Reflections on International Holocaust Remembrance Day

January 27 is International Holocaust Remembrance Day. This day was chosen because it is the anniversary of the liberation of the horrendous and unparalleled death camp Auschwitz in 1945. At Auschwitz, some 1,200,000 people were murdered. Most of them were Jews, including some 430,000 Hungarian Jews who were deported in the last year of its existence.

While 6,000,000 were murdered in the Holocaust, one other group, the Roma (or as they are incorrectly called the “Gypsies”) were also the targets of Nazi Genocide. Historians estimate that somewhere between 200,000 to 500,000 Roma were murdered out of the 1,000,000 Roma who lived in Europe in 1939. Other innocent noncombatant civilians were also killed. Eli Wiesel has said that “while not victims were Jews, all Jews were victims.” The Roma also fell into this category as specific targets for genocide.

At this time, let us recall that that what enabled the Holocaust to occur began long before World War II.

In Mein Kampf which was written in 1925, Hitler demonized Jews as the parasitical others who were threatening the welfare of the Aryan state.   Jews were considered to be economic vampires who sought to suck out the blood of the German economy, corrupt German theater with an attack on Aryan values and pollute though marriage and even rape the purity of the Aryan race.

At this time, we should also be aware that in the November 1932 German Federal elections, Hitler and the Nazi party Gook 33% of the votes in the Reichstag. A crises of government ensued as no party was able to form a collation government. Finally, Chancellor Franz von Papen with the support of Reich President Paul von Hindenburg agreed to form a government with Hitler as the Chancellor.   It would later come out that these men considered Hitler to be a buffoon whom they felt could be controlled by them and other rationally thinking people. History would of course prove them wrong, particularly in April of 1933 when the Reichstag, the German parliament burned.

Once in power, Hitler and the Nazis attacked the press to the point wherein they were able to control it. Joseph Goebbels became the Reich Minister of Propaganda. It was he who used the so called “Big Lie” technique. This technique was used to turn centuries of anti-Semitism into mass murder. The Jews were blamed for “dolchstoss,” the “stabbing in the back” of the German people during WWI and causing the unwarranted and underserved defeat.

Hitler and the Nazis moved quickly not only to control he press, but also to exert their power and influence on public education. They realized that an eighth grade boy in 1933 would be a soldier in 1939. The way to build the superior Aryan race of fighters was though the control of the educational system.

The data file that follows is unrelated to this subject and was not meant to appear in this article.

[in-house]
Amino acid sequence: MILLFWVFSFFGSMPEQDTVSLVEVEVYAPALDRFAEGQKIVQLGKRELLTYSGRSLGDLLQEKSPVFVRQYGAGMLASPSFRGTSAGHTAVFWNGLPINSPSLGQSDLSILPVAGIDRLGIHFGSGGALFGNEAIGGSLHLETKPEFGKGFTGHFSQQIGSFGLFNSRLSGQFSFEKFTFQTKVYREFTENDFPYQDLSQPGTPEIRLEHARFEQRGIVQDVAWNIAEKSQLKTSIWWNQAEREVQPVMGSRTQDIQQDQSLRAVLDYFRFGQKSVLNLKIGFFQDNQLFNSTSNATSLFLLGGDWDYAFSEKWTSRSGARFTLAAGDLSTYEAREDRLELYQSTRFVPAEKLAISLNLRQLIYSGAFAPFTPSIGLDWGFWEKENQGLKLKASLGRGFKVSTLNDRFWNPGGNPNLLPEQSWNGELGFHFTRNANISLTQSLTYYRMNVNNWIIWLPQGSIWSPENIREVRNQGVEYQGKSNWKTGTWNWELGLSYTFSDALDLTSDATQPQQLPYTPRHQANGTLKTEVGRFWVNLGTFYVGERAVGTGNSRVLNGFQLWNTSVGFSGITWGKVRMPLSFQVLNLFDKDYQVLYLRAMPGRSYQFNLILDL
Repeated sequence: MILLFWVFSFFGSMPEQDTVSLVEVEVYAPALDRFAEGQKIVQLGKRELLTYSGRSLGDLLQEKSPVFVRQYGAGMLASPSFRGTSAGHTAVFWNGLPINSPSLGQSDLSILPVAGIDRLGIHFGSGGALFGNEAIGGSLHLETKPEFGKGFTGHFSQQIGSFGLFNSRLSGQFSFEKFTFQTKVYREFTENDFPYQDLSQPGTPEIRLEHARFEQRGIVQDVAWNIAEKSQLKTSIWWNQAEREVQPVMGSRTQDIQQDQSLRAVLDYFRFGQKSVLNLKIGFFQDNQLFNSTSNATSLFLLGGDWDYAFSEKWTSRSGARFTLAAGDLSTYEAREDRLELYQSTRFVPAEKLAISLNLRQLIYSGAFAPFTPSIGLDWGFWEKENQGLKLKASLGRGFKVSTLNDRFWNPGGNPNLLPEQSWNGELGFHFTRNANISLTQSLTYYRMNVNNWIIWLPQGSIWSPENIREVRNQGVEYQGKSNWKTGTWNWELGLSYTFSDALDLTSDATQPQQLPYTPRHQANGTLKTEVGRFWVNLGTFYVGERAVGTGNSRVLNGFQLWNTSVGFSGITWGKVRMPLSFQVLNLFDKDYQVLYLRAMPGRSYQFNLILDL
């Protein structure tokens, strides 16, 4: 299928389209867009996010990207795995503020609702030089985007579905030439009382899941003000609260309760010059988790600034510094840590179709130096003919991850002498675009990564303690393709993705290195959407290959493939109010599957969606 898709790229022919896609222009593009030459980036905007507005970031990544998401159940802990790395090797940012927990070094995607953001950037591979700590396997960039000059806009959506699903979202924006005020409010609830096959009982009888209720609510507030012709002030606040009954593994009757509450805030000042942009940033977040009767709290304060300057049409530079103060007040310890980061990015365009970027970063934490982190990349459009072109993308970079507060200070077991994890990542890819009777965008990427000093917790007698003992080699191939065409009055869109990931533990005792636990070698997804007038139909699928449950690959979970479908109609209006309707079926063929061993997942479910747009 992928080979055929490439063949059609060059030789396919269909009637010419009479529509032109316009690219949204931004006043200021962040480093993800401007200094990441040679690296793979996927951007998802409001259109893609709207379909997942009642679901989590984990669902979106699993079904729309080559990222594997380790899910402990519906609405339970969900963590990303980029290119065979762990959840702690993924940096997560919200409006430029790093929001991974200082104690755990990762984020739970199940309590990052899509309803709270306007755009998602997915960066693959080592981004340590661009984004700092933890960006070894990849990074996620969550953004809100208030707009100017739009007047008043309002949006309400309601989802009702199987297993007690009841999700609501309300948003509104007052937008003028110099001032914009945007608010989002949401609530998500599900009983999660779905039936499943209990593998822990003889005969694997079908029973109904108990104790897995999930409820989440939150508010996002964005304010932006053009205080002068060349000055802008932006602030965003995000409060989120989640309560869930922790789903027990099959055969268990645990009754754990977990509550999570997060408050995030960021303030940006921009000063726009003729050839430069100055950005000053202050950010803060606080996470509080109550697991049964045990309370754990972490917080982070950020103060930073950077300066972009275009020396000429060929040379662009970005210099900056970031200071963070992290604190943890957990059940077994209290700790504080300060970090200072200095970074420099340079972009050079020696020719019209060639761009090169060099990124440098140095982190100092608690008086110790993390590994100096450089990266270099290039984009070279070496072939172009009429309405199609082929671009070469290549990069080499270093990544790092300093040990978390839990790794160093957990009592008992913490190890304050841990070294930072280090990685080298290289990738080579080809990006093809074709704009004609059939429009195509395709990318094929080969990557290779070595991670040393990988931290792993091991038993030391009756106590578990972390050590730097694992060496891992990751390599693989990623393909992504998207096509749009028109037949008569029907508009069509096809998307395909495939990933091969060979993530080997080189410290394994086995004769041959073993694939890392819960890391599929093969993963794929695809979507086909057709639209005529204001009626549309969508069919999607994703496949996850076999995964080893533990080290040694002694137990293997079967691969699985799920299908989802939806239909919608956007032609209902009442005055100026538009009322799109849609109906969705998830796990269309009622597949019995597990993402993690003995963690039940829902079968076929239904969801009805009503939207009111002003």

Finally, let us remember that also the 1000 Jewish refugees on the ship the St. Louis in the summer of 1939 who were denied entry to America and sent back to Nazi Europe. Xenophobia could easily be exploited under the guise of “national security” concerns.   The tragedy of the Holocaust was not simply that Jews were killed, but that they had no place of refuge. Perhaps it is not surprising them that the Jewish people have for the past seventy years advocated for humane treatment of refugees fleeing persecution.

As the years go by, let us not forget what the Holocaust did to humankind and vow to ourselves not let something like it occur again. It is for this reason that I have felt that it is my moral duty to take students to the sites of mass murder in Poland and to date have taken more than 1000 high school students on the International March of the Living to Poland and Israel.

Finally and at this time, it is urgent that we acknowledge not only this history but also its relevance.  Perhaps the recently deceased Noble Laurate and Holocaust survivor Eli Wiesel said it best when he stated ““The opposite of love is not hate, it’s indifference. The opposite of art is not ugliness, it’s indifference. The opposite of faith is not heresy, it’s indifference. And the opposite of life is not death, it’s indifference.”

About the Author
Fred Guttman is the senior rabbi of Temple Emanuel in Greensboro, North Carolina. He has served on the Commission of Social Action for Reform Judaism. He has been recognized as one of the “50 Voices for Justice” by the URJ and by the Forward Magazine as one of “America’s Most Inspiring Rabbis.” In March 2015, he organized the National Jewish commemoration in Selma of the 50th Anniversary of the Bloody Sunday March.
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